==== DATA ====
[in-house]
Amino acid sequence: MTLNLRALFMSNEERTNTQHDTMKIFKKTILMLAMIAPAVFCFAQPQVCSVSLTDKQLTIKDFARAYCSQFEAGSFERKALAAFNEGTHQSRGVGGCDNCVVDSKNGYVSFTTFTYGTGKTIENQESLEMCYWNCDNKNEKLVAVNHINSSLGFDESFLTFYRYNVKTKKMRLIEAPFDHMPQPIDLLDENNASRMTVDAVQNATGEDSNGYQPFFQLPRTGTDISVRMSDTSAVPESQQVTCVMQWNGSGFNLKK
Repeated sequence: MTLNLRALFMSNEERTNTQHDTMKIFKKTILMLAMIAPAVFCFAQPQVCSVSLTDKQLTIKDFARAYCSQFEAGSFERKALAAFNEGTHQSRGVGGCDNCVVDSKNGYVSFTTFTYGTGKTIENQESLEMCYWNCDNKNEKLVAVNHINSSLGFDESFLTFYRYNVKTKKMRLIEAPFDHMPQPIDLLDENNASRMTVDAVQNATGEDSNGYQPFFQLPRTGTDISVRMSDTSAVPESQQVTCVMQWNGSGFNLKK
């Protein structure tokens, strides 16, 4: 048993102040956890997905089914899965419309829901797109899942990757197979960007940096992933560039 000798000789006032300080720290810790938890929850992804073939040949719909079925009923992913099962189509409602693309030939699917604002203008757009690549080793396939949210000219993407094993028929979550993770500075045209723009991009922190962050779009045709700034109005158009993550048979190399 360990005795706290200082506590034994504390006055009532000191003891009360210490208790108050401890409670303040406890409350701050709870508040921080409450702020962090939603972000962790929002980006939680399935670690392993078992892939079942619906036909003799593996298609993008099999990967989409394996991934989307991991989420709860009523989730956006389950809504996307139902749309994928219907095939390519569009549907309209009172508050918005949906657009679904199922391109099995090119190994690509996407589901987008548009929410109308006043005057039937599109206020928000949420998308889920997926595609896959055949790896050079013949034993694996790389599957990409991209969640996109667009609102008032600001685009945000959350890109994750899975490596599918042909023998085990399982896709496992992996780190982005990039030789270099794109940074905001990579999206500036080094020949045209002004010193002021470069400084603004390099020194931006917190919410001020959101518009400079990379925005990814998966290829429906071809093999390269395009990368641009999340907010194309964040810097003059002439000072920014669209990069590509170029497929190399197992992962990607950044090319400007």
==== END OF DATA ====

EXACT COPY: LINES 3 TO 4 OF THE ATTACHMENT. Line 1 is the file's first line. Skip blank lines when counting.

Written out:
Repeated sequence: MTLNLRALFMSNEERTNTQHDTMKIFKKTILMLAMIAPAVFCFAQPQVCSVSLTDKQLTIKDFARAYCSQFEAGSFERKALAAFNEGTHQSRGVGGCDNCVVDSKNGYVSFTTFTYGTGKTIENQESLEMCYWNCDNKNEKLVAVNHINSSLGFDESFLTFYRYNVKTKKMRLIEAPFDHMPQPIDLLDENNASRMTVDAVQNATGEDSNGYQPFFQLPRTGTDISVRMSDTSAVPESQQVTCVMQWNGSGFNLKK
């Protein structure tokens, strides 16, 4: 048993102040956890997905089914899965419309829901797109899942990757197979960007940096992933560039 000798000789006032300080720290810790938890929850992804073939040949719909079925009923992913099962189509409602693309030939699917604002203008757009690549080793396939949210000219993407094993028929979550993770500075045209723009991009922190962050779009045709700034109005158009993550048979190399 360990005795706290200082506590034994504390006055009532000191003891009360210490208790108050401890409670303040406890409350701050709870508040921080409450702020962090939603972000962790929002980006939680399935670690392993078992892939079942619906036909003799593996298609993008099999990967989409394996991934989307991991989420709860009523989730956006389950809504996307139902749309994928219907095939390519569009549907309209009172508050918005949906657009679904199922391109099995090119190994690509996407589901987008548009929410109308006043005057039937599109206020928000949420998308889920997926595609896959055949790896050079013949034993694996790389599957990409991209969640996109667009609102008032600001685009945000959350890109994750899975490596599918042909023998085990399982896709496992992996780190982005990039030789270099794109940074905001990579999206500036080094020949045209002004010193002021470069400084603004390099020194931006917190919410001020959101518009400079990379925005990814998966290829429906071809093999390269395009990368641009999340907010194309964040810097003059002439000072920014669209990069590509170029497929190399197992992962990607950044090319400007």